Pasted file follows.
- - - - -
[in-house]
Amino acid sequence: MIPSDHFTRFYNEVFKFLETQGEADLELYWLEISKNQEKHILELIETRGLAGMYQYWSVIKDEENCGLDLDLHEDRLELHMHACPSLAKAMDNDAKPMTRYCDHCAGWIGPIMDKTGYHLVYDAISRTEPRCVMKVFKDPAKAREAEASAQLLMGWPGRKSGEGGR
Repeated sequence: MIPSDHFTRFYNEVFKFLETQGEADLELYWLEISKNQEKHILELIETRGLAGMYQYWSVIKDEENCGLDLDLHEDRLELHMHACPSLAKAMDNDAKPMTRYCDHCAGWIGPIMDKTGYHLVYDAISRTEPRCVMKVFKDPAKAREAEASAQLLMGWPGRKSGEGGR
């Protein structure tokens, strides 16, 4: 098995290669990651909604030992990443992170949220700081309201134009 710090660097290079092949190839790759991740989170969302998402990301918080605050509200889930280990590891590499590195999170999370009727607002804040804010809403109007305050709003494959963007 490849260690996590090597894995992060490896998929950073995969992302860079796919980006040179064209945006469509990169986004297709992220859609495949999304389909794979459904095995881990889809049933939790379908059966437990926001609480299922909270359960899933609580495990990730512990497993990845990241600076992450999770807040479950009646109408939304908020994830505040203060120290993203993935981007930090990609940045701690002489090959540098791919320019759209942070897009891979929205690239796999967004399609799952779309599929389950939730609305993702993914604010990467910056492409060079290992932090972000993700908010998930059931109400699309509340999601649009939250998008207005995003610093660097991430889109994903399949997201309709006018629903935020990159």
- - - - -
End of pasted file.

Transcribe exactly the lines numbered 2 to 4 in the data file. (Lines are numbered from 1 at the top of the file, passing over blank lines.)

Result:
Amino acid sequence: MIPSDHFTRFYNEVFKFLETQGEADLELYWLEISKNQEKHILELIETRGLAGMYQYWSVIKDEENCGLDLDLHEDRLELHMHACPSLAKAMDNDAKPMTRYCDHCAGWIGPIMDKTGYHLVYDAISRTEPRCVMKVFKDPAKAREAEASAQLLMGWPGRKSGEGGR
Repeated sequence: MIPSDHFTRFYNEVFKFLETQGEADLELYWLEISKNQEKHILELIETRGLAGMYQYWSVIKDEENCGLDLDLHEDRLELHMHACPSLAKAMDNDAKPMTRYCDHCAGWIGPIMDKTGYHLVYDAISRTEPRCVMKVFKDPAKAREAEASAQLLMGWPGRKSGEGGR
């Protein structure tokens, strides 16, 4: 098995290669990651909604030992990443992170949220700081309201134009 710090660097290079092949190839790759991740989170969302998402990301918080605050509200889930280990590891590499590195999170999370009727607002804040804010809403109007305050709003494959963007 490849260690996590090597894995992060490896998929950073995969992302860079796919980006040179064209945006469509990169986004297709992220859609495949999304389909794979459904095995881990889809049933939790379908059966437990926001609480299922909270359960899933609580495990990730512990497993990845990241600076992450999770807040479950009646109408939304908020994830505040203060120290993203993935981007930090990609940045701690002489090959540098791919320019759209942070897009891979929205690239796999967004399609799952779309599929389950939730609305993702993914604010990467910056492409060079290992932090972000993700908010998930059931109400699309509340999601649009939250998008207005995003610093660097991430889109994903399949997201309709006018629903935020990159």